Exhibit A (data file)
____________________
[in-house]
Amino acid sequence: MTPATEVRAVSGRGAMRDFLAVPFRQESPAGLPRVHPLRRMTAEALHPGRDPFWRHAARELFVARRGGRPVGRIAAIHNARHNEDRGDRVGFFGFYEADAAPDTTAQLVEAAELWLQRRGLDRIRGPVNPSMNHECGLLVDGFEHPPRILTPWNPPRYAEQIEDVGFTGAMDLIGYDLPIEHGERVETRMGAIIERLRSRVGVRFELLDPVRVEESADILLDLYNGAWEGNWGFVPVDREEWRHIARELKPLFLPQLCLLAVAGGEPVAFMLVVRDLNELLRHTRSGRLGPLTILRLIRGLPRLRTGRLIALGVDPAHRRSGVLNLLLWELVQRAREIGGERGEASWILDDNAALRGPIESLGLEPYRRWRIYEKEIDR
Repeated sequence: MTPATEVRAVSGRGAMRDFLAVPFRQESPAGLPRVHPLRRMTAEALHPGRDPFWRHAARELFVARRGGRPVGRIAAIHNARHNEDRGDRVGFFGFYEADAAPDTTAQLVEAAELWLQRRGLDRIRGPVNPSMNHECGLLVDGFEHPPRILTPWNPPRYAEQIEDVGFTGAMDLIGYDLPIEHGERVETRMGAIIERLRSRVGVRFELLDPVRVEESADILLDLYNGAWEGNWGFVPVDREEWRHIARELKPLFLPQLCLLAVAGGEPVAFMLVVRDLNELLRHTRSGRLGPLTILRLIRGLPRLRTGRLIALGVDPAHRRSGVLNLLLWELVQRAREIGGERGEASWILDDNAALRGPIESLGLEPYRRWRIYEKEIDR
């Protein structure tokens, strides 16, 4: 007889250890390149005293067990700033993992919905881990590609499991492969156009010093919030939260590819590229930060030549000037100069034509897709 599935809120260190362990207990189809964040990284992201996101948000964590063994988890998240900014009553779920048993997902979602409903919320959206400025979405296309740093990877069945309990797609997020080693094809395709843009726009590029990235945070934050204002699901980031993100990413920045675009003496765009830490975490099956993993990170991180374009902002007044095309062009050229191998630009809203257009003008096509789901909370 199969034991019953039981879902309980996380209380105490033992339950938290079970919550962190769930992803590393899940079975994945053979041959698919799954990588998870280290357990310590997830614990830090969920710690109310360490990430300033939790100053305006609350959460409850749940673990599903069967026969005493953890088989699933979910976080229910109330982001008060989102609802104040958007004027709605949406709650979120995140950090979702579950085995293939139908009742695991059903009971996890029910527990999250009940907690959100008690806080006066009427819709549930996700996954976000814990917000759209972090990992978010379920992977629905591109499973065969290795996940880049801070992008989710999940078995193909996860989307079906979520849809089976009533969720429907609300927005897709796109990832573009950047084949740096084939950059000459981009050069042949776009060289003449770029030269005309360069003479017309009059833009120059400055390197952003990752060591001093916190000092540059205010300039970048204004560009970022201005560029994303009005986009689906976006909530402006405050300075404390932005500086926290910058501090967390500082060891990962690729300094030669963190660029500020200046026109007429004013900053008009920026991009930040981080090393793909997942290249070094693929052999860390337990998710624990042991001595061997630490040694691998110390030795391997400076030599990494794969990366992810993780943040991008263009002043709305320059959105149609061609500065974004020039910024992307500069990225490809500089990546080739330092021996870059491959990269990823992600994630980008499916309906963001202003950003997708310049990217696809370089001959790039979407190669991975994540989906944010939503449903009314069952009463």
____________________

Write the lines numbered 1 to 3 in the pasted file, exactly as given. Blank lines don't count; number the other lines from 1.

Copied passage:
[in-house]
Amino acid sequence: MTPATEVRAVSGRGAMRDFLAVPFRQESPAGLPRVHPLRRMTAEALHPGRDPFWRHAARELFVARRGGRPVGRIAAIHNARHNEDRGDRVGFFGFYEADAAPDTTAQLVEAAELWLQRRGLDRIRGPVNPSMNHECGLLVDGFEHPPRILTPWNPPRYAEQIEDVGFTGAMDLIGYDLPIEHGERVETRMGAIIERLRSRVGVRFELLDPVRVEESADILLDLYNGAWEGNWGFVPVDREEWRHIARELKPLFLPQLCLLAVAGGEPVAFMLVVRDLNELLRHTRSGRLGPLTILRLIRGLPRLRTGRLIALGVDPAHRRSGVLNLLLWELVQRAREIGGERGEASWILDDNAALRGPIESLGLEPYRRWRIYEKEIDR
Repeated sequence: MTPATEVRAVSGRGAMRDFLAVPFRQESPAGLPRVHPLRRMTAEALHPGRDPFWRHAARELFVARRGGRPVGRIAAIHNARHNEDRGDRVGFFGFYEADAAPDTTAQLVEAAELWLQRRGLDRIRGPVNPSMNHECGLLVDGFEHPPRILTPWNPPRYAEQIEDVGFTGAMDLIGYDLPIEHGERVETRMGAIIERLRSRVGVRFELLDPVRVEESADILLDLYNGAWEGNWGFVPVDREEWRHIARELKPLFLPQLCLLAVAGGEPVAFMLVVRDLNELLRHTRSGRLGPLTILRLIRGLPRLRTGRLIALGVDPAHRRSGVLNLLLWELVQRAREIGGERGEASWILDDNAALRGPIESLGLEPYRRWRIYEKEIDR